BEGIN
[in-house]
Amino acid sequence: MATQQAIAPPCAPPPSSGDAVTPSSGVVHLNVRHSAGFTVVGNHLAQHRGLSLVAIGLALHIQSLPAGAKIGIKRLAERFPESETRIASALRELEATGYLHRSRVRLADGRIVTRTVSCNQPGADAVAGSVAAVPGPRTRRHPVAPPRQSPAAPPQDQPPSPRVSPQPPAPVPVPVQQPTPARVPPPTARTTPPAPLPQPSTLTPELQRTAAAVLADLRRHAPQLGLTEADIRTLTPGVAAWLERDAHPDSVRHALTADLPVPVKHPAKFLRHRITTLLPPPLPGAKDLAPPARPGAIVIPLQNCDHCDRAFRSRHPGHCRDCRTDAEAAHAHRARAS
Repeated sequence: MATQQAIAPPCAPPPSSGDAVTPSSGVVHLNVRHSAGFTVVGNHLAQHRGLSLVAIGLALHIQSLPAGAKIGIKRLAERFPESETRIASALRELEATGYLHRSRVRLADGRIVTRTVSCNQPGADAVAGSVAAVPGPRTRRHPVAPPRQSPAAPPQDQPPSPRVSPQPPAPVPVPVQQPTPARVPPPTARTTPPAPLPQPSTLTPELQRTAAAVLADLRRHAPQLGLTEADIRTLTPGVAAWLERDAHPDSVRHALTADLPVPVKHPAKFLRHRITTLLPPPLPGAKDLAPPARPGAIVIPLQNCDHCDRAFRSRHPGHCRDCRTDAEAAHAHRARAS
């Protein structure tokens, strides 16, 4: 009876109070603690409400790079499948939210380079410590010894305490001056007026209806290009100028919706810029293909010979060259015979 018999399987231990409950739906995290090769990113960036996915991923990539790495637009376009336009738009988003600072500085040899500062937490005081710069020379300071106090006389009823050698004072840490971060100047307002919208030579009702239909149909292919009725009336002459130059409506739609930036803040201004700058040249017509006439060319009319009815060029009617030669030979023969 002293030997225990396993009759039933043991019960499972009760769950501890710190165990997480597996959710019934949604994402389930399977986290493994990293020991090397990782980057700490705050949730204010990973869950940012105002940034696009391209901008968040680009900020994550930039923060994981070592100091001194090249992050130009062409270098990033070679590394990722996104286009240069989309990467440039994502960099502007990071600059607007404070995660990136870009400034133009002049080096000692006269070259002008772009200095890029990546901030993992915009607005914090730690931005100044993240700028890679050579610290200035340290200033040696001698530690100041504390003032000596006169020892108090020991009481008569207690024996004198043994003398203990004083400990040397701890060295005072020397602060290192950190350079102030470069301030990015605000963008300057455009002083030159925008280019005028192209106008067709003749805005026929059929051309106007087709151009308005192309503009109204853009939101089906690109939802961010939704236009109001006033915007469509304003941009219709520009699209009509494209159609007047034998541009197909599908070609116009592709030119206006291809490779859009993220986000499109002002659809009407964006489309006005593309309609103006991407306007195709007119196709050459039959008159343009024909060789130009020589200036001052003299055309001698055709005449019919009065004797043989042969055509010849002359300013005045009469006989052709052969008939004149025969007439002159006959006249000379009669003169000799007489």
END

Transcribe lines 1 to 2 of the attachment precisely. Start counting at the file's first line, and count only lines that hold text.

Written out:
[in-house]
Amino acid sequence: MATQQAIAPPCAPPPSSGDAVTPSSGVVHLNVRHSAGFTVVGNHLAQHRGLSLVAIGLALHIQSLPAGAKIGIKRLAERFPESETRIASALRELEATGYLHRSRVRLADGRIVTRTVSCNQPGADAVAGSVAAVPGPRTRRHPVAPPRQSPAAPPQDQPPSPRVSPQPPAPVPVPVQQPTPARVPPPTARTTPPAPLPQPSTLTPELQRTAAAVLADLRRHAPQLGLTEADIRTLTPGVAAWLERDAHPDSVRHALTADLPVPVKHPAKFLRHRITTLLPPPLPGAKDLAPPARPGAIVIPLQNCDHCDRAFRSRHPGHCRDCRTDAEAAHAHRARAS